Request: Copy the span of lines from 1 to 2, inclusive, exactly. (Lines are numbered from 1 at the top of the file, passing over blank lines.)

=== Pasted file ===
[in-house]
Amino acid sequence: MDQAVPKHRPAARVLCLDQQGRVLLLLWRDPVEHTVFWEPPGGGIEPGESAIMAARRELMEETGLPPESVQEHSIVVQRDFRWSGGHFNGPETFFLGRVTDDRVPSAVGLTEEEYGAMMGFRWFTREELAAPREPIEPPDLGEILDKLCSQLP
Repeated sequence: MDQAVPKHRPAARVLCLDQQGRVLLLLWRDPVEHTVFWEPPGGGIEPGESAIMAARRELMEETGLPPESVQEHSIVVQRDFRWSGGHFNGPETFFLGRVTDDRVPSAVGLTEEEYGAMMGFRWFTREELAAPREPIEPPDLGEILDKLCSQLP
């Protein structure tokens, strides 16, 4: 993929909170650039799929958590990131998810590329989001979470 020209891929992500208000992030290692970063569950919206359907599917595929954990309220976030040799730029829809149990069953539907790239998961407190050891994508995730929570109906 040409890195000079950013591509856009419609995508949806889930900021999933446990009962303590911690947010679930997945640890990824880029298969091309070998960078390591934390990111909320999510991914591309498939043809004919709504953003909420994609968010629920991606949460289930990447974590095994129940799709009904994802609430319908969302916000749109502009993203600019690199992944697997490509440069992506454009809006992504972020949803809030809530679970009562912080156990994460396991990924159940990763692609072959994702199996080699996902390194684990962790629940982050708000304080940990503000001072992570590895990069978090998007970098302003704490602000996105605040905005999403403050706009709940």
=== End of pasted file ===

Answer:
[in-house]
Amino acid sequence: MDQAVPKHRPAARVLCLDQQGRVLLLLWRDPVEHTVFWEPPGGGIEPGESAIMAARRELMEETGLPPESVQEHSIVVQRDFRWSGGHFNGPETFFLGRVTDDRVPSAVGLTEEEYGAMMGFRWFTREELAAPREPIEPPDLGEILDKLCSQLP